Wilson was a featured guest with Dr. Billy Taylor in his series "Jazz at the Kennedy Center" which is broadcast on NPR. He was artistic consultant to Harvey Keitel for the film "Lulu On The Bridge" as well as being featured on the soundtrack. He has been Artist-In-Residence at The University of North Carolina at Chapel Hill, Hamilton College, Old Dominion University, and for the 2002/2003 season with the award winning arts organization CITYFOLK in Dayton, Ohio which included the performance of a commissioned work. He has been a featured performer, panelist, and clinician at conferences of the International Association of Jazz Educators, Association of Performing Arts Presenters, and Chamber Music of America. Wilson was honored with the Marc Crawford Jazz Educator Award from New York University in 2001, and the Virginia Jazz Award 2003 Musician of the Year presented by the Richmond Jazz Society, recognizing his outstanding service in the advancement of jazz and education in their respective communities. Since 1997 he has been regularly cited in the Downbeat Magazine Critics and Readers Polls in the soprano and alto saxophone categories.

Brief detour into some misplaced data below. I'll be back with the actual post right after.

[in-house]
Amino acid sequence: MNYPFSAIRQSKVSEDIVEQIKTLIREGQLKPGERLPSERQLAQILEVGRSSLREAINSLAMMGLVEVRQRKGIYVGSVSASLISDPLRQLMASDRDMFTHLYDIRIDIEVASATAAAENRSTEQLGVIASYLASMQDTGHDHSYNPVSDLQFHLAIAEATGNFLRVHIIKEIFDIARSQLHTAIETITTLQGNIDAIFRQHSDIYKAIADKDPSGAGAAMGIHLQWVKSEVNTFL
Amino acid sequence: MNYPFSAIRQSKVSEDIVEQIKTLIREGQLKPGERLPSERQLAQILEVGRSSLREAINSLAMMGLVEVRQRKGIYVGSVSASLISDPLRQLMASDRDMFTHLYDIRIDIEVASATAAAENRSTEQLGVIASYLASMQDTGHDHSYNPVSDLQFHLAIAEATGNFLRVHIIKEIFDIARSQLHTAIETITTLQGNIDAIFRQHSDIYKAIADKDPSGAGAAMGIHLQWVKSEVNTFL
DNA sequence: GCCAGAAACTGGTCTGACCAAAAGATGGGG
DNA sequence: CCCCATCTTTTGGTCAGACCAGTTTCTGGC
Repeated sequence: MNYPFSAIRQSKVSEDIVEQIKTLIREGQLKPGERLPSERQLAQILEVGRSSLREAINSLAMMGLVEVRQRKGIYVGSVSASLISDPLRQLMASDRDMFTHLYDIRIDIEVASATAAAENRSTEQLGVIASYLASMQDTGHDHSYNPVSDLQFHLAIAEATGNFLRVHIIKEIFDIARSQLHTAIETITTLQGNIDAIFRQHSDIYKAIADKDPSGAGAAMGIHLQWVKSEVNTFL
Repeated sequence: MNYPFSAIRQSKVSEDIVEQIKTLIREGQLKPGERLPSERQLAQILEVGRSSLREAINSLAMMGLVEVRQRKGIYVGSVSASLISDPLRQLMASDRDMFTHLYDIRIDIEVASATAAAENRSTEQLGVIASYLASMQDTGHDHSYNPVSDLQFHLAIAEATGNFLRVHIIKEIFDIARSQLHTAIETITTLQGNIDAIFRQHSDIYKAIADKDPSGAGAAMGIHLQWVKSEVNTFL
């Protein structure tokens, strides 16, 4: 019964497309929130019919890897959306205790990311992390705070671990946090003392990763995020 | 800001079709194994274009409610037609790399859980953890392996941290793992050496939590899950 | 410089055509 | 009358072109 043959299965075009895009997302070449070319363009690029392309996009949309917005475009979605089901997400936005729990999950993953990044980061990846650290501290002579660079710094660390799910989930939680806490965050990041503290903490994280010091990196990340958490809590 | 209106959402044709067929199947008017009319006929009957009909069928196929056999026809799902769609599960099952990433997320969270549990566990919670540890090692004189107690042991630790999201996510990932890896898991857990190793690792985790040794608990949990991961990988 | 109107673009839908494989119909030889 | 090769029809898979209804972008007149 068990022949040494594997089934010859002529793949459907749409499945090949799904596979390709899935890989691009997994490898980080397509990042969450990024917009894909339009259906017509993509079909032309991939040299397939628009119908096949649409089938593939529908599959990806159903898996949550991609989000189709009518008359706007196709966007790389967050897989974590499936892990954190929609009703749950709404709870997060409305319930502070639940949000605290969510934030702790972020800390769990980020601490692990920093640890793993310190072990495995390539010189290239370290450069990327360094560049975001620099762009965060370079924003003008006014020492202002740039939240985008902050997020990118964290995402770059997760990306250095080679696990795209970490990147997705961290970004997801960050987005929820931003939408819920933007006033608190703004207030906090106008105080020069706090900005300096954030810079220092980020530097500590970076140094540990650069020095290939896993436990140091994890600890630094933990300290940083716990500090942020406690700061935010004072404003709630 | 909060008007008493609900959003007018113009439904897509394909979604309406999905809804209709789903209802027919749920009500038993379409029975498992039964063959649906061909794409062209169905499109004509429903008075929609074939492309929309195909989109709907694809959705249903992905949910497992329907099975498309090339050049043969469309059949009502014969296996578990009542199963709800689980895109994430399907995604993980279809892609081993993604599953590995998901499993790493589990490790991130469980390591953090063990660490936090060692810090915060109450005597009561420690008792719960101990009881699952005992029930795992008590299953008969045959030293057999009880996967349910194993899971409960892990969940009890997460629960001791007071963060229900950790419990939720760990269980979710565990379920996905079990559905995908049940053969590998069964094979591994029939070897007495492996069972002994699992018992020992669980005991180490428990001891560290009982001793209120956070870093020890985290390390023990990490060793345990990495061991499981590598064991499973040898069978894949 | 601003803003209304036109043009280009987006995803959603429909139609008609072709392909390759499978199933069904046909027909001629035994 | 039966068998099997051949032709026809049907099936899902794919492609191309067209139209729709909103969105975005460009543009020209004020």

Wilson continues to tour with the Steve Wilson Quartet and Generations as well as National Jazz Museum in Harlem co-director Christian McBride's group Inside Straight. He also performs in duo with his long-time friend and colleague Lewis Nash, in the Lewis Nash/Steve Wilson Duo. He is also a touring member of the Grammy winning Maria Schneider Jazz Orchestra, T he Buster Williams Quartet, and Mulgrew Miller's Wingspan. In July 2009, Wilson made his orchestral debut performing the Villa Lobos Fantasia for Soprano Saxophone and Chamber Orchestra with the Vermont Mozart Festival Orchestra, conducted by Gil Shohat, at the Vermont Mozart Festival in Burlington, VT.

Wilson is on the faculty at The Manhattan School of Music, SUNY Purchase, and Columbia University, and is the Artist-in-Residence at the University of Manitoba, Winnipeg (Canada) for the 2008/2009 school year.

Leon Russell, Fri Sept. 17 @ Boulder Theater